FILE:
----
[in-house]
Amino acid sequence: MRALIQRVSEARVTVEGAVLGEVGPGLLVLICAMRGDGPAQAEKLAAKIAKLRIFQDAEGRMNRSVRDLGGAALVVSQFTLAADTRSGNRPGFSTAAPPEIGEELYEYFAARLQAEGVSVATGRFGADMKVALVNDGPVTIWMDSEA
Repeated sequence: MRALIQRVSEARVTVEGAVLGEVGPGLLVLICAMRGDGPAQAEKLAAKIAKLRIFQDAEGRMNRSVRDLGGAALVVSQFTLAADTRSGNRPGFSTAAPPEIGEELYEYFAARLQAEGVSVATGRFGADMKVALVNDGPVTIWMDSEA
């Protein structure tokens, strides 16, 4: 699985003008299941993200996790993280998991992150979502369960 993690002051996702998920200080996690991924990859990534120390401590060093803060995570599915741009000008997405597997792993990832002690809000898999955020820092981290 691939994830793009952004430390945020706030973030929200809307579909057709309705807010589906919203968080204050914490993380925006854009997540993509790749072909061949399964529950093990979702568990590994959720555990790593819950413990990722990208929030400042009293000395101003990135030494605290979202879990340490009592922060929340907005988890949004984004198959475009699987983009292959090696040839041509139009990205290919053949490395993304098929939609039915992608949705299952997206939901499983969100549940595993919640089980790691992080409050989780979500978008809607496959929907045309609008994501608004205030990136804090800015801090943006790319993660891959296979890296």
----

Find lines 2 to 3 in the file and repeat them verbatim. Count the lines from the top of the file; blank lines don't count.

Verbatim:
Amino acid sequence: MRALIQRVSEARVTVEGAVLGEVGPGLLVLICAMRGDGPAQAEKLAAKIAKLRIFQDAEGRMNRSVRDLGGAALVVSQFTLAADTRSGNRPGFSTAAPPEIGEELYEYFAARLQAEGVSVATGRFGADMKVALVNDGPVTIWMDSEA
Repeated sequence: MRALIQRVSEARVTVEGAVLGEVGPGLLVLICAMRGDGPAQAEKLAAKIAKLRIFQDAEGRMNRSVRDLGGAALVVSQFTLAADTRSGNRPGFSTAAPPEIGEELYEYFAARLQAEGVSVATGRFGADMKVALVNDGPVTIWMDSEA